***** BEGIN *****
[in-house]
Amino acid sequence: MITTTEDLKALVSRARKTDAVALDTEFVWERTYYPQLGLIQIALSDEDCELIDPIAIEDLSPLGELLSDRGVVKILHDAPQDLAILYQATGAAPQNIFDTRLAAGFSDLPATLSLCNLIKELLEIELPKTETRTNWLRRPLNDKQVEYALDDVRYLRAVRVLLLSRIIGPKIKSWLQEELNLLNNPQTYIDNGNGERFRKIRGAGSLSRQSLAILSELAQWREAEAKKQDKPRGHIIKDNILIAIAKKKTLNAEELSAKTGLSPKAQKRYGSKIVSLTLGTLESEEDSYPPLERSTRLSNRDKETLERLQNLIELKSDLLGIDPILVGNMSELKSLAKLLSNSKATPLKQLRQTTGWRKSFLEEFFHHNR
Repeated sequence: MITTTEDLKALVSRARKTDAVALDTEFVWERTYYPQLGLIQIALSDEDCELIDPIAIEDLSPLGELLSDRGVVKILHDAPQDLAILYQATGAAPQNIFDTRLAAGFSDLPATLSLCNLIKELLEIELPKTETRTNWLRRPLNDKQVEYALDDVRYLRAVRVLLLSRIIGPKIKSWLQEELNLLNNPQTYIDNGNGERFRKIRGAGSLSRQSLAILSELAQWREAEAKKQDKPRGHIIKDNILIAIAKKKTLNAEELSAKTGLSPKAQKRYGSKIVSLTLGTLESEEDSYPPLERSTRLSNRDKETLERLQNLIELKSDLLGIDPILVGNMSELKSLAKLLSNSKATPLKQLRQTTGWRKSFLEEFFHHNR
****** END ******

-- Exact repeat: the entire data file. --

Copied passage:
[in-house]
Amino acid sequence: MITTTEDLKALVSRARKTDAVALDTEFVWERTYYPQLGLIQIALSDEDCELIDPIAIEDLSPLGELLSDRGVVKILHDAPQDLAILYQATGAAPQNIFDTRLAAGFSDLPATLSLCNLIKELLEIELPKTETRTNWLRRPLNDKQVEYALDDVRYLRAVRVLLLSRIIGPKIKSWLQEELNLLNNPQTYIDNGNGERFRKIRGAGSLSRQSLAILSELAQWREAEAKKQDKPRGHIIKDNILIAIAKKKTLNAEELSAKTGLSPKAQKRYGSKIVSLTLGTLESEEDSYPPLERSTRLSNRDKETLERLQNLIELKSDLLGIDPILVGNMSELKSLAKLLSNSKATPLKQLRQTTGWRKSFLEEFFHHNR
Repeated sequence: MITTTEDLKALVSRARKTDAVALDTEFVWERTYYPQLGLIQIALSDEDCELIDPIAIEDLSPLGELLSDRGVVKILHDAPQDLAILYQATGAAPQNIFDTRLAAGFSDLPATLSLCNLIKELLEIELPKTETRTNWLRRPLNDKQVEYALDDVRYLRAVRVLLLSRIIGPKIKSWLQEELNLLNNPQTYIDNGNGERFRKIRGAGSLSRQSLAILSELAQWREAEAKKQDKPRGHIIKDNILIAIAKKKTLNAEELSAKTGLSPKAQKRYGSKIVSLTLGTLESEEDSYPPLERSTRLSNRDKETLERLQNLIELKSDLLGIDPILVGNMSELKSLAKLLSNSKATPLKQLRQTTGWRKSFLEEFFHHNR